I’ve never played the first Remothered game, though I do know of it and my horror-fan friends have told me how I just must play it. I’ve ignored their pleas up until now, but duty called and I was the unlucky sod to answer the phone. It kind of sounds like the start of my own horror movie.
Remothered: Broken Porcelain is creepy, there are no two ways around it. I was disturbed from the moment I booted up the demo. I was in a room with nobody else, but it felt like I was in danger, and this was just 10 seconds into the demo.
After a couple of minutes spent poking around, getting familiar with the controls, I was ambushed by some great hulking beast of a man. Or was he a monster? It doesn’t matter, because he killed me quickly.
“Is this it? Is this the demo?” I thought to myself. Nope. I would not be that lucky. The pain was still to come.
Remothered Broken Porcelain takes place in a dirty old hotel – the Ashmann Inn – run by a nonce who used to have his wicked way with his sister. His assistant, Andrea, is a seemingly nice lady, until she sticks her scissors into Jen’s head. Jen is the girl you play as. I didn’t get too attached to her during my time with the demo, because it’s hard to care about somebody who dies over and over again, even if it was my fault.
I think death is a big part of this game, and that you’re expected to experience it often. The only way to avoid having your brain picked by Andrea and her stabby scissors is to run and hide. Fighting her usually ended with me letting out a big sigh, and then waiting for the checkpoint to reload.
Stealth is the main ingredient in this stew of horror then. Thankfully, the game does everything it can to give you the best chance of survival. Think Alien Isolation, and you’ve got the core of Remothered: Broken Porcelain.
You need to run, break the line of sight, and hide while Miss Gooey Eyes hunts you down. Even when you’re hidden, you’re not entirely safe, as Andrea will fling open closets, boxes, and doors as she tried to find your head. It’s very unnerving. It’s not often that a game will have a real-life effect on me – I’m normally able to play a game, no matter its content matter, and sleep soundly. Not so after this one.
I could feel my heart racing as I sat in a dank cupboard, listening to Andrea talking shit about me as she walked the halls of the hotel. Once I finished the demo and got into bed, I couldn’t close my eyes without seeing Andrea’s horrific face. For fans of horror, this is the ultimate goal, or so I imagine. For me, it’s torture, but at the same time a twisted kind of fun. Like pulling a scab off of a wound. I know it’s disgusting and it’s going to hurt a little, but I keep pulling it slowly anyway for a look that minging flesh underneath.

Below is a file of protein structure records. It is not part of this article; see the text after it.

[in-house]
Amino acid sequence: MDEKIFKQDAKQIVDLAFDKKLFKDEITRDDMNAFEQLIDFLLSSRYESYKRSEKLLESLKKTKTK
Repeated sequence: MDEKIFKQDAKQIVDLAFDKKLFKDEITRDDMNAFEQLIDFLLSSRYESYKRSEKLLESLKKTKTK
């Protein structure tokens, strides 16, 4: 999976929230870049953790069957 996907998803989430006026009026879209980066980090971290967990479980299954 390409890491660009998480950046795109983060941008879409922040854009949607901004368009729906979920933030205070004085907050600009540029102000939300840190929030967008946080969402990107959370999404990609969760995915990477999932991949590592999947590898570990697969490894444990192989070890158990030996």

Puzzles are a part of the game, too, and it’s here where I actually found myself doing well. I say well, but I mean I didn’t die for 10 minutes and for me, that’s doing well. I also call that Monday morning.
One part of the demo had Andrea sitting at her desk talking to herself while her eyes poured black crap down her god awful face. I needed to get past her, but I didn’t want to initiate a chase. I found a little doll and, using my mad gamer skills which have been honed over the years, I placed the doll outside the room, waited for Andrea to shift her arse from her seat, and then darted through a conveniently placed hole in the wall. Booyah! Chris 1, Andrea 10. The scores were finally starting to level out. A few minutes later, she killed me. Chris 1 – Andrea 11. She lives in that world though, so she has a clear advantage, so I’m calling it a draw.
The real appeal for me is in the game’s story and setting The set up is an interesting one. And yes, it’s got Stephen King’s The Shining written all over it, but I don’t mind that at all. Inspiration could come from worse places.
The hotel itself is a mystery I wouldn’t mind exploring. And the guy running the place? He definitely needs a good slap, and I hope the game affords me that opportunity in the full release. Because if anyone deserves a good slap, aside from Andrea, it’s that fella.
There is a re-cap for those who want or need it, but I think I’ll go a step further and get my hands on the prior game, even if it is a lesser product than Broken Porcelain. Maybe it’ll help me in the upcoming sequel? Maybe not.
So, basically, I’m kind of looking forward to Remothered: Broken Porcelain, but at the same time, I’m already dreading the day that the review code arrives.
Remothered: Broken Porcelain will release on October 13th, 2020 for PS4, Xbox One, Nintendo Switch, and PC.